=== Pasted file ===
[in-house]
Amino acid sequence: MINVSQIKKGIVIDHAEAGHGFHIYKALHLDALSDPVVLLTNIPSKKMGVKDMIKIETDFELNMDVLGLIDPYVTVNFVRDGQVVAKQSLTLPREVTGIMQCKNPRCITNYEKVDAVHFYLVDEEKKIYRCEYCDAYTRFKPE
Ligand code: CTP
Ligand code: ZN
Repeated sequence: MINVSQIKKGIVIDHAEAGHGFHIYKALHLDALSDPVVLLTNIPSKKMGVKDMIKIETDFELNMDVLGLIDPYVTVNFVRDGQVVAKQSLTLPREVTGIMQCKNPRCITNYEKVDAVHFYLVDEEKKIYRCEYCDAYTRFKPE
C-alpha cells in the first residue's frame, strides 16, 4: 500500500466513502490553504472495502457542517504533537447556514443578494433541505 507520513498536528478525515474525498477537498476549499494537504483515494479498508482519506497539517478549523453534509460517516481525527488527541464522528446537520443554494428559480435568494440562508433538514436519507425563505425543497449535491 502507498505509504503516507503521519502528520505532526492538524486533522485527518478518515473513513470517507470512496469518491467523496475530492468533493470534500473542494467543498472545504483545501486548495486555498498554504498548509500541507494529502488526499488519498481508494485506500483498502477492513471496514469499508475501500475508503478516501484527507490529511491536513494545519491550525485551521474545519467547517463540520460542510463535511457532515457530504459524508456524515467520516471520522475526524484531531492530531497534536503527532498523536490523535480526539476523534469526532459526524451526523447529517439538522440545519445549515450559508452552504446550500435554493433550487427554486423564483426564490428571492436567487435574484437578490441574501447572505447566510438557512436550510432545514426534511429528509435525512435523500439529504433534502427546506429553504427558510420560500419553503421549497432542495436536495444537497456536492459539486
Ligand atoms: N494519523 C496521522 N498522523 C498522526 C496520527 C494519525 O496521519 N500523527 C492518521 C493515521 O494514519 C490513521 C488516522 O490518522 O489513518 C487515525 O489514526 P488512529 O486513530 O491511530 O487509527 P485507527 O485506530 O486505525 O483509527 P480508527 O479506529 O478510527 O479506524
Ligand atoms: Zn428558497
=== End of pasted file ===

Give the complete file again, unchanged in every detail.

[in-house]
Amino acid sequence: MINVSQIKKGIVIDHAEAGHGFHIYKALHLDALSDPVVLLTNIPSKKMGVKDMIKIETDFELNMDVLGLIDPYVTVNFVRDGQVVAKQSLTLPREVTGIMQCKNPRCITNYEKVDAVHFYLVDEEKKIYRCEYCDAYTRFKPE
Ligand code: CTP
Ligand code: ZN
Repeated sequence: MINVSQIKKGIVIDHAEAGHGFHIYKALHLDALSDPVVLLTNIPSKKMGVKDMIKIETDFELNMDVLGLIDPYVTVNFVRDGQVVAKQSLTLPREVTGIMQCKNPRCITNYEKVDAVHFYLVDEEKKIYRCEYCDAYTRFKPE
C-alpha cells in the first residue's frame, strides 16, 4: 500500500466513502490553504472495502457542517504533537447556514443578494433541505 507520513498536528478525515474525498477537498476549499494537504483515494479498508482519506497539517478549523453534509460517516481525527488527541464522528446537520443554494428559480435568494440562508433538514436519507425563505425543497449535491 502507498505509504503516507503521519502528520505532526492538524486533522485527518478518515473513513470517507470512496469518491467523496475530492468533493470534500473542494467543498472545504483545501486548495486555498498554504498548509500541507494529502488526499488519498481508494485506500483498502477492513471496514469499508475501500475508503478516501484527507490529511491536513494545519491550525485551521474545519467547517463540520460542510463535511457532515457530504459524508456524515467520516471520522475526524484531531492530531497534536503527532498523536490523535480526539476523534469526532459526524451526523447529517439538522440545519445549515450559508452552504446550500435554493433550487427554486423564483426564490428571492436567487435574484437578490441574501447572505447566510438557512436550510432545514426534511429528509435525512435523500439529504433534502427546506429553504427558510420560500419553503421549497432542495436536495444537497456536492459539486
Ligand atoms: N494519523 C496521522 N498522523 C498522526 C496520527 C494519525 O496521519 N500523527 C492518521 C493515521 O494514519 C490513521 C488516522 O490518522 O489513518 C487515525 O489514526 P488512529 O486513530 O491511530 O487509527 P485507527 O485506530 O486505525 O483509527 P480508527 O479506529 O478510527 O479506524
Ligand atoms: Zn428558497